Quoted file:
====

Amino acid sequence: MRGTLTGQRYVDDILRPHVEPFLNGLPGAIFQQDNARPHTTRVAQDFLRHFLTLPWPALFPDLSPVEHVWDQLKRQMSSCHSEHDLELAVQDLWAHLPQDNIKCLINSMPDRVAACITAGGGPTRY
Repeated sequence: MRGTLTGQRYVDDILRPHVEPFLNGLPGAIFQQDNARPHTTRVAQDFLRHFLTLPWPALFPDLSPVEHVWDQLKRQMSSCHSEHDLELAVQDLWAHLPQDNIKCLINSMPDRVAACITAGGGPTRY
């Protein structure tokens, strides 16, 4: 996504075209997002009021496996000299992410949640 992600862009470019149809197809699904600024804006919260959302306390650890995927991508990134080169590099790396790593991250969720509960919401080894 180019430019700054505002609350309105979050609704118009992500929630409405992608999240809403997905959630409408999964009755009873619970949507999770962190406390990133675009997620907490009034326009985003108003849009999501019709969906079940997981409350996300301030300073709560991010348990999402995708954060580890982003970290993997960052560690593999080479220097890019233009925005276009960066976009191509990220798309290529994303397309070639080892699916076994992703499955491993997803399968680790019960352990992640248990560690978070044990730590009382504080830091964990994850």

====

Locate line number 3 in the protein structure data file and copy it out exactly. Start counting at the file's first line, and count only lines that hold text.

């Protein structure tokens, strides 16, 4: 996504075209997002009021496996000299992410949640 992600862009470019149809197809699904600024804006919260959302306390650890995927991508990134080169590099790396790593991250969720509960919401080894 180019430019700054505002609350309105979050609704118009992500929630409405992608999240809403997905959630409408999964009755009873619970949507999770962190406390990133675009997620907490009034326009985003108003849009999501019709969906079940997981409350996300301030300073709560991010348990999402995708954060580890982003970290993997960052560690593999080479220097890019233009925005276009960066976009191509990220798309290529994303397309070639080892699916076994992703499955491993997803399968680790019960352990992640248990560690978070044990730590009382504080830091964990994850």